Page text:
Social Media is an effective tool and platform for social change. Social Media is a catalyst for social change and it is a platform that has helped young people around the world to get their voices heard. Social Media helped me to get on BBC World News, to bare my mind during the Occupy Nigeria protests. But I am surprised as to how quickly people can turn a positive experience into a negative one. The extreme negativity on social media in Nigeria needs to be curbed and we need to rethink how to properly utilize this tool for effective social change and purposes.
Recently, a group of young people on Twitter – an effective social media platform, decided to rally against the child bride issue. They used social media to get organized, and then they are criticized and are referred to as “attention-seeking emergency activists.” I was glad that these young people chose to take a stand against an issue because often times, young people in Nigeria are seen or described as “passive, unconcerned, and apathetic.” But I was disappointed as to the number of people that also spent an equal amount of time counteracting their efforts, being very combative, abusive, and making all sorts of baseless arguments and references. Some Nigerian citizens appear to suffer from something called: confusion. Hence, this could be the reason why governance has decayed and is beyond redeemable. We do not trust each other, we do not know one another, we do not take the time to learn simple facts about issues, and more importantly, we do not know what we want.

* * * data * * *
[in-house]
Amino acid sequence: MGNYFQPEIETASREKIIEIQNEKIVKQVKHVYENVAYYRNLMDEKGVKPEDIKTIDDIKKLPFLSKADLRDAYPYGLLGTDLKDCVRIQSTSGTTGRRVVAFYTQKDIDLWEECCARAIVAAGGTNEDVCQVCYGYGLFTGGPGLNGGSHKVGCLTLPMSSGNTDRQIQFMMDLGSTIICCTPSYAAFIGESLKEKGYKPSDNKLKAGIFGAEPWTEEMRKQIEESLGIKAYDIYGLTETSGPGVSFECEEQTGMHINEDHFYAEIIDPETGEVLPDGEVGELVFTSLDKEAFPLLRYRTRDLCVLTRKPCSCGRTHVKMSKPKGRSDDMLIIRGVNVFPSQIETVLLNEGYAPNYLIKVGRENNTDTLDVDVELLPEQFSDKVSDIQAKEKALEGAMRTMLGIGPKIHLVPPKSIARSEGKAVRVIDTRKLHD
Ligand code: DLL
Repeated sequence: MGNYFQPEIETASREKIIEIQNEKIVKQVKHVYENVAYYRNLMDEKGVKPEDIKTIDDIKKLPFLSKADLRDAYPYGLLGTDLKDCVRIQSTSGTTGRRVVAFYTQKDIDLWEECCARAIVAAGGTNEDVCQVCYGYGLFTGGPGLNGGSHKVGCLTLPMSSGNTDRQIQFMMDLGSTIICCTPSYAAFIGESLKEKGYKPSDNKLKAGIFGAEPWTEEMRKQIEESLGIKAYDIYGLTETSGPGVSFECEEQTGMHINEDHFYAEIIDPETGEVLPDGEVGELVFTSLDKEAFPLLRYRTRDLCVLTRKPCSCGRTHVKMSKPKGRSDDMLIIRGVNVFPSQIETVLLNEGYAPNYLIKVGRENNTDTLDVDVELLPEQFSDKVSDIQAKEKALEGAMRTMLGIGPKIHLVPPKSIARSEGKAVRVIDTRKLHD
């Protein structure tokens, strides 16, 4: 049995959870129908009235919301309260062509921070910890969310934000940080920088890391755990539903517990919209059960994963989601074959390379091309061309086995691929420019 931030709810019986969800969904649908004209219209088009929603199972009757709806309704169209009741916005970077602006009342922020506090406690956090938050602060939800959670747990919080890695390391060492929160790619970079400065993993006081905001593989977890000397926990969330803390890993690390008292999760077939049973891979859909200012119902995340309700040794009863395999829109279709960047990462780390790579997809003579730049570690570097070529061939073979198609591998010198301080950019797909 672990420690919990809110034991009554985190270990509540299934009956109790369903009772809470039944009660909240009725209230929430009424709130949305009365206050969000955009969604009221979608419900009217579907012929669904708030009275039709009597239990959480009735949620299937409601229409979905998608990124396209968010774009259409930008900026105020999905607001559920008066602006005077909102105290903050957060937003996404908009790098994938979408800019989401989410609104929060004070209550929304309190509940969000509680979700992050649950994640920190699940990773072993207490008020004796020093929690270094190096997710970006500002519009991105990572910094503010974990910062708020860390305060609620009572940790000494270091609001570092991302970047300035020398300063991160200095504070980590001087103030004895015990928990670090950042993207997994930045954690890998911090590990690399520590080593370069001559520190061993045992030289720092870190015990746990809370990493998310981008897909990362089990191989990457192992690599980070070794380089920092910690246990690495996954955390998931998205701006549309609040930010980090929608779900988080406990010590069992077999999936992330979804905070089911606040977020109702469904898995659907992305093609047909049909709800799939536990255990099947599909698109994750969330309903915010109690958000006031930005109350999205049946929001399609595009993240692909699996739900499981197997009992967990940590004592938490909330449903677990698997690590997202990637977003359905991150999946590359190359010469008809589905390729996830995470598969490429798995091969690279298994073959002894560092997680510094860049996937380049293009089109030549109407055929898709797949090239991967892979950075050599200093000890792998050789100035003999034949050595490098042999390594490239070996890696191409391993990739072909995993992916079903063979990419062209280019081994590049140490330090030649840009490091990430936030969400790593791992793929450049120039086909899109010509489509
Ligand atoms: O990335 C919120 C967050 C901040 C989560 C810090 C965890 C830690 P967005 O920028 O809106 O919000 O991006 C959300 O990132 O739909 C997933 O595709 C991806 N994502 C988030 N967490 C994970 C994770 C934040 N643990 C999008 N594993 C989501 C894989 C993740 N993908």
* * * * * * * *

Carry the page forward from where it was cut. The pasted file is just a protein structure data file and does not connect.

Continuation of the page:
We fail to realize that there is no “us versus them.” Everyone suffers as long as there are no good roads, no electricity, bad hospitals are norm, students are burned alive in their schools, and extremely high unemployment rates have turned many young people to a life of crime. Kidnappings and armed robbery appear to be the norm due to hopelessness and there is no sense of security for anyone – whether rich or poor. Everyone is affected by the same issue – an inability to hold government officials accountable. Under our noses they fly around the world in private jets, put their children in good schools abroad, and gain access to the best hospitals in India, the United Kingdom, and the United States. Let me be the one to also remind you that Nigerian politicians are the highest paid in the world – for doing what exactly? As long as all these issues exist, there is “no us versus them.” Everyone suffers from the impact of bad governance. There is no such thing as “attention-seeking emergency activists.” If someone chooses to speak up against an issue that they feel concerns them, please let them. It is much better than being silent. Of course, diversity matters and not everyone will share the same opinion on an issue but for sustainable change and development efforts that deal with root causes can begin to occur, we need to overlook negativity, respect our differences, and more importantly work together to develop a strategy that will allow us to hold “elected” government officials accountable. This is what we need to think deeply about.